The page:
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Bear River shelters River Fire evacuees

The River Fire scorched 2,619 acres. Photo courtesy of Tyler Schaap

The hospitable actions of Bear River community members shine through the lingering smoke following the containment of the River Fire as the Bear River campus housed refugees throughout the evacuation order. 

The fire started on August 4 near the Bear River Campground and began burning towards Colfax until it was contained on August 13. Bear River was converted to an evacuation shelter almost immediately.

“So Wednesday, the day the fire broke; we found out that night that we were going to be an evacuee shelter for the American Red Cross,” said Principal Chris Roberts. “The Red Cross showed up that night along with the Office of Emergency Services here in Nevada County and [they] held a staging area for any evacuees from the fire. [They] started taking names, taking vouchers for hotel rooms and things for people to stay. But once those ran out, people that didn’t want to go down to the hotels actually just stayed here in our parking lot, in RVs, or some of them just had tents in our parking lot.”

Although the American Red Cross headed the operation, the Bear River maintenance team helped out wherever they could.

“A big shoutout goes to our school staff,” said Mr. Roberts. “Our custodial and maintenance crew were incredible. They stepped up, stayed longer hours, did things that they had never been asked to do before, to take care of issues that would pop up here and there, concerns and issues that the Red Cross had, concerns and issues that the office of emergency services had. They stepped up in a big way to do some pretty amazing things as well as on our campus to help the people here.”

The rest of the Bruin staff did their best to contribute to the effort, even some who were evacuees themselves.

“Our office staff were amazing as well,” Mr. Roberts said. “Ms. Peterson and all of our office staff did a great job in stepping up and helping out. We had some other staff members that were here wanting to know how they could contribute and help. We had staff members that were affected by the fire, fortunately they didn’t lose their homes, but they, despite the fact that they were evacuated, still stepped up and helped out. A huge kudos goes out to the staff at Bear River for those who participated and helped out in any way during the evacuation.”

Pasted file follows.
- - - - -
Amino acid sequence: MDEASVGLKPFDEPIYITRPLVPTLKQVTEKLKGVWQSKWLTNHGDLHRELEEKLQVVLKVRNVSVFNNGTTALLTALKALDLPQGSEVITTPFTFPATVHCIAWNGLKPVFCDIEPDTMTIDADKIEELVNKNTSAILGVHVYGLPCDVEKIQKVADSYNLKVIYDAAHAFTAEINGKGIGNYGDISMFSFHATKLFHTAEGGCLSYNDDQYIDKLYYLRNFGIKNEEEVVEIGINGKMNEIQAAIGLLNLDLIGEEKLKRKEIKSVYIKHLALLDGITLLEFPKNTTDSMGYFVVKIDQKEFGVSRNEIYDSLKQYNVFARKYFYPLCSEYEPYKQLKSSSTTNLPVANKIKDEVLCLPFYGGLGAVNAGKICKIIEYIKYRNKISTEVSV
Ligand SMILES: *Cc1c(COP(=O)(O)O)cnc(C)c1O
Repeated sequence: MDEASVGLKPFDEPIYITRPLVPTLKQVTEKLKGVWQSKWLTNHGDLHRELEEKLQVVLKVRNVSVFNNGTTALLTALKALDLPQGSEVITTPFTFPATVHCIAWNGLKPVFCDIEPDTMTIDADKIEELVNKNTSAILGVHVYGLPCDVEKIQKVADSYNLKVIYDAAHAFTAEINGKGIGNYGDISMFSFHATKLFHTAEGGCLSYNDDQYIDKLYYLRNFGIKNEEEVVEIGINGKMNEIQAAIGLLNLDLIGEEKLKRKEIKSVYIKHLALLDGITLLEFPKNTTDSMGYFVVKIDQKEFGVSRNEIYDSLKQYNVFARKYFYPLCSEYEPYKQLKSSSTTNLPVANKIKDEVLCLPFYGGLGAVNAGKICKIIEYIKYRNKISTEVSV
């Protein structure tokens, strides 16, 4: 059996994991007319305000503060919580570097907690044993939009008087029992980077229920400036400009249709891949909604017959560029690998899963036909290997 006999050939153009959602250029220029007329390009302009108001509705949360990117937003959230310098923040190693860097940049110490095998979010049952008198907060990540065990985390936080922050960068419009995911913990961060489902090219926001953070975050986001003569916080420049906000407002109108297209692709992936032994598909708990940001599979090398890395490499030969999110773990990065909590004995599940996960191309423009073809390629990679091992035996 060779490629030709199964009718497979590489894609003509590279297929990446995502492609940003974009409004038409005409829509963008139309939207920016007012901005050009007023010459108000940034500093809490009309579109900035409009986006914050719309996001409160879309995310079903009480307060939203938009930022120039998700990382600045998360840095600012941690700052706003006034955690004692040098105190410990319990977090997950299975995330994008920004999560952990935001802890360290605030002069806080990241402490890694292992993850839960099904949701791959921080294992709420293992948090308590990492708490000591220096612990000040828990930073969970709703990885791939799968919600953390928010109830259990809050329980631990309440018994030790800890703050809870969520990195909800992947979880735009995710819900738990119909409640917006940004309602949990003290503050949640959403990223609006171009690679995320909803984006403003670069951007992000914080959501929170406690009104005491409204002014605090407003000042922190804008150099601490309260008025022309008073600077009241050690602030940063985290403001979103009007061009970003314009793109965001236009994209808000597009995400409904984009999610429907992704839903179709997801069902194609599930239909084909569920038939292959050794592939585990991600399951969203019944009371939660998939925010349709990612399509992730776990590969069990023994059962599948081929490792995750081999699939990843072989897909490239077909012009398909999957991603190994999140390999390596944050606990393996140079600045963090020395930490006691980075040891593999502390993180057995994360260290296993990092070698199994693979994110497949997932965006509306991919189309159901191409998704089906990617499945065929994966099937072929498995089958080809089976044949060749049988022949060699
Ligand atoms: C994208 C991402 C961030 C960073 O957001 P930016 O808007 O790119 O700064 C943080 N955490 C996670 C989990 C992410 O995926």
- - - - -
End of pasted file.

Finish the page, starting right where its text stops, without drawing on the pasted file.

Many Bruins were evacuated and reflected on their time away from home.

“I went to my friend’s house, Luke Corkery,” said Junior Joseph Knox. “I have a dog and two pigs and my dad was able to go get them out. I think it was like three or four days when they let us back in. There was ash covered everywhere.”

“I went to my family friend’s house in Alta Sierra, closer to my house,” said Junior Colin Lunsford. “I have four dogs and I was able to get them all out. I got one, my mom got two, and my dad got one. [It took] about an hour or so.”

Bruins looking in the rearview reflected on the most difficult part of being evacuated.

“Not knowing whether your house got burned down or not,” said Knox.

“Probably the homesickness, the sense of not feeling home,” Lunsford said.

Bruins wanted to thank the firefighters for their work to contain the fire and save buildings.

“I’m friends with the principal over at Colfax High School, Paul Lundberg,” said Mr. Roberts. “He was talking about how his site was affected. He sent me pictures of flames 100, 200, maybe 300 yards away from his school. He told me that, at one point, there were quite a few firefighters on his campus, protecting his campus. He, at one point, saw all of them get a call and just run right into the fire. It takes a special person to be able to do something like that and put their life at risk for others’ lives.”

“Thank you and I wish you would’ve taken the cookies we brought down,” Knox said.

“I would like to say thank you for everything you’ve done for us,” said Lunsford. “It’s very much appreciated by everyone who lives by me and myself.”

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Bear River shelters River Fire evacuees